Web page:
Sacco Bill To Allow Residential And Commercial Development On Coastal Piers Clears Senate

Senate Transportation Committee Chairman Nicholas J. Sacco, D-Hudson and Bergen, speaks on the floor of the Senate.

Measure To Help Spur Economic Recovery On Existing Piers In Urban Municipalities

TRENTON – Legislation sponsored by Senator Nicholas J. Sacco that would allow residential and commercial development – including hotels, motels, and mixed use properties – on existing piers over large rivers located in urban municipalities was approved today by the full Senate.

“Coastal communities in New Jersey, including those along the Jersey shore and the Hudson River, have been hit with devastating economic losses following Hurricane Sandy,” said Senator Sacco, D-Hudson and Bergen. “Blocking the development of new residential and commercial property in these areas would cause great harm to local businesses, and hinder the vast recovery efforts that we have seen so far. By allowing new developments to proceed on existing piers, this measure will bring a significant boost to coastal areas and help spur the creation of new jobs and businesses.”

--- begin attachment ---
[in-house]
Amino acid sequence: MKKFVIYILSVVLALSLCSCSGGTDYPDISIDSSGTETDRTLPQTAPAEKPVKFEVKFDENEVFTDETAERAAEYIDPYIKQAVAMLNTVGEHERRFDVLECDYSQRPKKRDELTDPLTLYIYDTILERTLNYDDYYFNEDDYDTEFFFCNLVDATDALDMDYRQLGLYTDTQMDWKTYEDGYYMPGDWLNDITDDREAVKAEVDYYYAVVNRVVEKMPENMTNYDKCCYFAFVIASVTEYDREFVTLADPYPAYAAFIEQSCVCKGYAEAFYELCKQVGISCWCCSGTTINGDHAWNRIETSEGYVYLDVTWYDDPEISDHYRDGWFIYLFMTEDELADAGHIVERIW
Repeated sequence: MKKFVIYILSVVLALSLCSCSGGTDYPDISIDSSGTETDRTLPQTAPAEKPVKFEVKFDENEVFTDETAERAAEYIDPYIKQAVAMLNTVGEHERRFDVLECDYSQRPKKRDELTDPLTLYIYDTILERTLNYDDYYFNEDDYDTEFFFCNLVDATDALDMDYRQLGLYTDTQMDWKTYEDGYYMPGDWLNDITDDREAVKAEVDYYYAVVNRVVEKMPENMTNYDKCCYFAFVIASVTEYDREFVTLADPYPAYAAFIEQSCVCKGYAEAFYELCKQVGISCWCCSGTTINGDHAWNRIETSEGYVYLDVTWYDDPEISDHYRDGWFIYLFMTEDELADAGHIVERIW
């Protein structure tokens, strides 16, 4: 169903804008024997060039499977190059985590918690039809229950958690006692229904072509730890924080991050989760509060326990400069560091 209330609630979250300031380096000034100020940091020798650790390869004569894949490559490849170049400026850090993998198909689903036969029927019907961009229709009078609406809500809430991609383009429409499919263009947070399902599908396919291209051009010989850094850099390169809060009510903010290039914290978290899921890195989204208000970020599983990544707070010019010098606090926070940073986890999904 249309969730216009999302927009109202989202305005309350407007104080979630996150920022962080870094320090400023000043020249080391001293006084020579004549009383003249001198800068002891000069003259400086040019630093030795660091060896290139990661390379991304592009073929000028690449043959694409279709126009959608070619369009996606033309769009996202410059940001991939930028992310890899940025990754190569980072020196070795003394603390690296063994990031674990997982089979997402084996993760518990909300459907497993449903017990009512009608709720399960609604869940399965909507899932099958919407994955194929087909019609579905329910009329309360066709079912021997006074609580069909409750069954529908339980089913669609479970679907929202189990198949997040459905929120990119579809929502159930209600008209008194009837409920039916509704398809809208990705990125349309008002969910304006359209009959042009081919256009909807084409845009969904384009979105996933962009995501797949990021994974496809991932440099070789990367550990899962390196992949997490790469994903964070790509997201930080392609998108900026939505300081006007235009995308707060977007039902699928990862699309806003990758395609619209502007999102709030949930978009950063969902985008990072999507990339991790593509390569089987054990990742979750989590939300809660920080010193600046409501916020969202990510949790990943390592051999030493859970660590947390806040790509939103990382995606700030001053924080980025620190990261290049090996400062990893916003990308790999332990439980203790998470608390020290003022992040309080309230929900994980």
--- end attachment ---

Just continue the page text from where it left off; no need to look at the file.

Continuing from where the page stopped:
The bill, S-2680, would require that the Department of Environmental Protection (DEP) permit development on piers in coastal high hazard areas – defined as flood prone areas subject to high velocity waves (V zones) as delineated on FEMA flood insurance maps or areas within 25 feet of oceanfront shore protection structures that are subject to wave run-up and overtopping. Currently, this type of development is prohibited by DEP outside of Atlantic City. Provisions of the bill would apply only to piers in existence on the effective date of the bill. Under the legislation, DEP rules and regulations, as well as other laws pertaining to waterfront development, would still be applicable.

In December, the federal government released a revised set of FEMA maps, issuing flood-prone designations to many more homes and properties, like those in coastal high hazard areas where properties are considered to be at risk from the kinetic force of 3-foot waves. The new FEMA maps have expanded V zones along the New Jersey Shore all the way up into Hudson County. Prior to the adoption of these new FEMA advisory maps, there were no designated V zones on the Hudson River.

There are a total of 57 urban aid municipalities in the State, but the number of urban aid municipalities that will have FEMA V zones impacting large rivers, as specified by the bill, is significantly fewer. There are development projects in Hoboken and Weehawken that would be affected by the bill.

The bill was approved by the Senate with a vote of 37-3. It now heads to the General Assembly for final legislative approval.

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